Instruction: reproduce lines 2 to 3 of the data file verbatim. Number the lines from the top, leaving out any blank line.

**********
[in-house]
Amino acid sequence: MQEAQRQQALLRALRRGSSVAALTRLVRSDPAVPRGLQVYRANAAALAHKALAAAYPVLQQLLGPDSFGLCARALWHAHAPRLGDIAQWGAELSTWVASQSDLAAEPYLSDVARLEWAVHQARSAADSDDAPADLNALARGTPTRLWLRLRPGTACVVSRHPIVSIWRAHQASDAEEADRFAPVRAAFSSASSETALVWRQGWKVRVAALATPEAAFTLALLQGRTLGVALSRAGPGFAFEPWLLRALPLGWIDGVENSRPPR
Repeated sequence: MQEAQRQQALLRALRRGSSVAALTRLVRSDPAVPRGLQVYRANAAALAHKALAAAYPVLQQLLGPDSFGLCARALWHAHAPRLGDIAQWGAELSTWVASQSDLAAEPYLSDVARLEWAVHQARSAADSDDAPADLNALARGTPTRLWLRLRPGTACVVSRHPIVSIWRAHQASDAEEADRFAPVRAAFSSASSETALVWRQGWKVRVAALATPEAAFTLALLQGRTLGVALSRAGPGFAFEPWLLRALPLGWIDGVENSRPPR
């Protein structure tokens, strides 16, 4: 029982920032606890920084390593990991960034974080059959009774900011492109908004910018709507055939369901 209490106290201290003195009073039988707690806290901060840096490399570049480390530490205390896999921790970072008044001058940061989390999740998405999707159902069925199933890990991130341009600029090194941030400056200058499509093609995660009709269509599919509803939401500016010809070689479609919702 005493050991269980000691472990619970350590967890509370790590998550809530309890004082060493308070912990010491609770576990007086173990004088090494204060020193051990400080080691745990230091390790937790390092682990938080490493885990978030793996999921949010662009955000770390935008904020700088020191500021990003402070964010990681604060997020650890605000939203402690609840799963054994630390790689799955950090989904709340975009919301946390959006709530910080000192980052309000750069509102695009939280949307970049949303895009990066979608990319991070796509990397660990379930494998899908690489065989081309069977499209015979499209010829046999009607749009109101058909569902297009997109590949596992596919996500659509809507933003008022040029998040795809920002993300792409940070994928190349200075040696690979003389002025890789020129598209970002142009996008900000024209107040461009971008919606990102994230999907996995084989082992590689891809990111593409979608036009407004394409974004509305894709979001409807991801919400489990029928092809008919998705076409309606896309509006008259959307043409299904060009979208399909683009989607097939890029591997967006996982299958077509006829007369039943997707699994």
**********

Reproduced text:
Amino acid sequence: MQEAQRQQALLRALRRGSSVAALTRLVRSDPAVPRGLQVYRANAAALAHKALAAAYPVLQQLLGPDSFGLCARALWHAHAPRLGDIAQWGAELSTWVASQSDLAAEPYLSDVARLEWAVHQARSAADSDDAPADLNALARGTPTRLWLRLRPGTACVVSRHPIVSIWRAHQASDAEEADRFAPVRAAFSSASSETALVWRQGWKVRVAALATPEAAFTLALLQGRTLGVALSRAGPGFAFEPWLLRALPLGWIDGVENSRPPR
Repeated sequence: MQEAQRQQALLRALRRGSSVAALTRLVRSDPAVPRGLQVYRANAAALAHKALAAAYPVLQQLLGPDSFGLCARALWHAHAPRLGDIAQWGAELSTWVASQSDLAAEPYLSDVARLEWAVHQARSAADSDDAPADLNALARGTPTRLWLRLRPGTACVVSRHPIVSIWRAHQASDAEEADRFAPVRAAFSSASSETALVWRQGWKVRVAALATPEAAFTLALLQGRTLGVALSRAGPGFAFEPWLLRALPLGWIDGVENSRPPR